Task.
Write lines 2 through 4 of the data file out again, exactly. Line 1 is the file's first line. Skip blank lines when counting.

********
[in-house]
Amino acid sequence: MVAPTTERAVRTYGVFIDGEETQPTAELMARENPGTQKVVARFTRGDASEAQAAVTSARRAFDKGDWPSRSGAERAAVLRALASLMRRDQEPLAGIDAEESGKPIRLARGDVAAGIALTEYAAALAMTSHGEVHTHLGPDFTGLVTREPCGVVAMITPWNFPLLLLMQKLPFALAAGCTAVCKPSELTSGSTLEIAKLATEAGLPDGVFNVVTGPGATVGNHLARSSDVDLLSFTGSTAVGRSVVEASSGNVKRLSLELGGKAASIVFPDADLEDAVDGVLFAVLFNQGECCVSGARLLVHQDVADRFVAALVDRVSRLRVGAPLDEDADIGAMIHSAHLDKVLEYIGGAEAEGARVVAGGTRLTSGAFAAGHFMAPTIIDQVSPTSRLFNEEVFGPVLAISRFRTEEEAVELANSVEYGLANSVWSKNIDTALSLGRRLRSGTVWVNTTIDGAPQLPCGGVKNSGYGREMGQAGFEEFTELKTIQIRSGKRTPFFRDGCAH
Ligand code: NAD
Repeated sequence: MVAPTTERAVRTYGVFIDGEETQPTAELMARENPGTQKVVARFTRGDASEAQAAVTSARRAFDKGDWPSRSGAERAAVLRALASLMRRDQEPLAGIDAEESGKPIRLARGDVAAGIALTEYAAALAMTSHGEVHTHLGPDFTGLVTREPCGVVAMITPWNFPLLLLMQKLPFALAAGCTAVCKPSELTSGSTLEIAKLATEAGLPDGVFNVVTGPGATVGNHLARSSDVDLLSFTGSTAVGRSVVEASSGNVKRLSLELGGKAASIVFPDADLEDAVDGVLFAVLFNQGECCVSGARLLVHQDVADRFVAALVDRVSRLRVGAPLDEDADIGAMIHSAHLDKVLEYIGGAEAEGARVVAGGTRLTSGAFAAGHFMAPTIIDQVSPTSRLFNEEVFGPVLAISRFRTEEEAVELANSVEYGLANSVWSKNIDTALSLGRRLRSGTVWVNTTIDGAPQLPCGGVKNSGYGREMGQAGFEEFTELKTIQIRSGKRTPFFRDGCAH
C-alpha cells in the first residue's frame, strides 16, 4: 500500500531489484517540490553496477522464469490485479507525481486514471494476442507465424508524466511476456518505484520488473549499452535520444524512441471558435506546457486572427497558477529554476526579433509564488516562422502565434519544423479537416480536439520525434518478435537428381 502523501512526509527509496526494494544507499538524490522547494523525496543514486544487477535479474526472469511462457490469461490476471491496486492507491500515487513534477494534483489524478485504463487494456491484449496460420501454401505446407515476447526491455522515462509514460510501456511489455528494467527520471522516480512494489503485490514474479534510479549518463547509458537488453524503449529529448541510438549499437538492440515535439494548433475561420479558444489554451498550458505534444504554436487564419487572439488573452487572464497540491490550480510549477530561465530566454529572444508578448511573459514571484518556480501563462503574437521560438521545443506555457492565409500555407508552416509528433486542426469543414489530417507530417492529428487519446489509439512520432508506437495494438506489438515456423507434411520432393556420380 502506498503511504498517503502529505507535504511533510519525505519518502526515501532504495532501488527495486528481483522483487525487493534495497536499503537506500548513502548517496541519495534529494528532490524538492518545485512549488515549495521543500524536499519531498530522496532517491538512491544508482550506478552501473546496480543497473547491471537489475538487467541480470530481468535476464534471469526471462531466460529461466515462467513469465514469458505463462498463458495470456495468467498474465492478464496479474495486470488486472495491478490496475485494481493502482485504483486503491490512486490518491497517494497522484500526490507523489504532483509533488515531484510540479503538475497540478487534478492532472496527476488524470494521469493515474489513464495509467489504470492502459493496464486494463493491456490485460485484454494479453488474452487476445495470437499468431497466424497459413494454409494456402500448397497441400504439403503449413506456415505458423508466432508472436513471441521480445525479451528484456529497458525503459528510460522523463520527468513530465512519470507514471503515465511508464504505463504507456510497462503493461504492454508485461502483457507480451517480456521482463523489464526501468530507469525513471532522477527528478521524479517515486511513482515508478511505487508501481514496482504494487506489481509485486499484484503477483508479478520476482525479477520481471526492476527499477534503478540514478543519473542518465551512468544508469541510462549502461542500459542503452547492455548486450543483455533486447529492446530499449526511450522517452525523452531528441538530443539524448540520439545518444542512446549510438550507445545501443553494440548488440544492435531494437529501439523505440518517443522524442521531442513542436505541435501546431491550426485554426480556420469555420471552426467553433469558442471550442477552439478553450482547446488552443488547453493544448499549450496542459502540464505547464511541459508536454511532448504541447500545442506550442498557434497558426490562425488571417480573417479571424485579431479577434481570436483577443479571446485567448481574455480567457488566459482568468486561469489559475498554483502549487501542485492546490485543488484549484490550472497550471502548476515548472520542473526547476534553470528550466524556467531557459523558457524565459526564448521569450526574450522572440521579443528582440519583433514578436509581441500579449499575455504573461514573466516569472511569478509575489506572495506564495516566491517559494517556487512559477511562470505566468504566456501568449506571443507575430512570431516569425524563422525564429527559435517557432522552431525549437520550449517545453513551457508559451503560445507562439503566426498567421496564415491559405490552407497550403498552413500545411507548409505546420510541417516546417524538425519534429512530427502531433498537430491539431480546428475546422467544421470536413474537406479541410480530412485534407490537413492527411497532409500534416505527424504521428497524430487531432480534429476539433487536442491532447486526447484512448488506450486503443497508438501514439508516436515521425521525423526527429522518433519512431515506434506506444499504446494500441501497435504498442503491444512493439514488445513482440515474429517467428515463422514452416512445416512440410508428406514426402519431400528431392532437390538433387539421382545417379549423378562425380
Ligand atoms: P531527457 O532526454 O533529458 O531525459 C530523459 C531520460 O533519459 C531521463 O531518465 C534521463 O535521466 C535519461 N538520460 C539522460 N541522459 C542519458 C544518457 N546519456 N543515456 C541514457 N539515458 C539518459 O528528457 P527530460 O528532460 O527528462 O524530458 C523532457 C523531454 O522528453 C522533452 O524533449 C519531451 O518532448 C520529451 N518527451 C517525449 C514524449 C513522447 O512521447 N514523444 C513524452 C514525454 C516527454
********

Amino acid sequence: MVAPTTERAVRTYGVFIDGEETQPTAELMARENPGTQKVVARFTRGDASEAQAAVTSARRAFDKGDWPSRSGAERAAVLRALASLMRRDQEPLAGIDAEESGKPIRLARGDVAAGIALTEYAAALAMTSHGEVHTHLGPDFTGLVTREPCGVVAMITPWNFPLLLLMQKLPFALAAGCTAVCKPSELTSGSTLEIAKLATEAGLPDGVFNVVTGPGATVGNHLARSSDVDLLSFTGSTAVGRSVVEASSGNVKRLSLELGGKAASIVFPDADLEDAVDGVLFAVLFNQGECCVSGARLLVHQDVADRFVAALVDRVSRLRVGAPLDEDADIGAMIHSAHLDKVLEYIGGAEAEGARVVAGGTRLTSGAFAAGHFMAPTIIDQVSPTSRLFNEEVFGPVLAISRFRTEEEAVELANSVEYGLANSVWSKNIDTALSLGRRLRSGTVWVNTTIDGAPQLPCGGVKNSGYGREMGQAGFEEFTELKTIQIRSGKRTPFFRDGCAH
Ligand code: NAD
Repeated sequence: MVAPTTERAVRTYGVFIDGEETQPTAELMARENPGTQKVVARFTRGDASEAQAAVTSARRAFDKGDWPSRSGAERAAVLRALASLMRRDQEPLAGIDAEESGKPIRLARGDVAAGIALTEYAAALAMTSHGEVHTHLGPDFTGLVTREPCGVVAMITPWNFPLLLLMQKLPFALAAGCTAVCKPSELTSGSTLEIAKLATEAGLPDGVFNVVTGPGATVGNHLARSSDVDLLSFTGSTAVGRSVVEASSGNVKRLSLELGGKAASIVFPDADLEDAVDGVLFAVLFNQGECCVSGARLLVHQDVADRFVAALVDRVSRLRVGAPLDEDADIGAMIHSAHLDKVLEYIGGAEAEGARVVAGGTRLTSGAFAAGHFMAPTIIDQVSPTSRLFNEEVFGPVLAISRFRTEEEAVELANSVEYGLANSVWSKNIDTALSLGRRLRSGTVWVNTTIDGAPQLPCGGVKNSGYGREMGQAGFEEFTELKTIQIRSGKRTPFFRDGCAH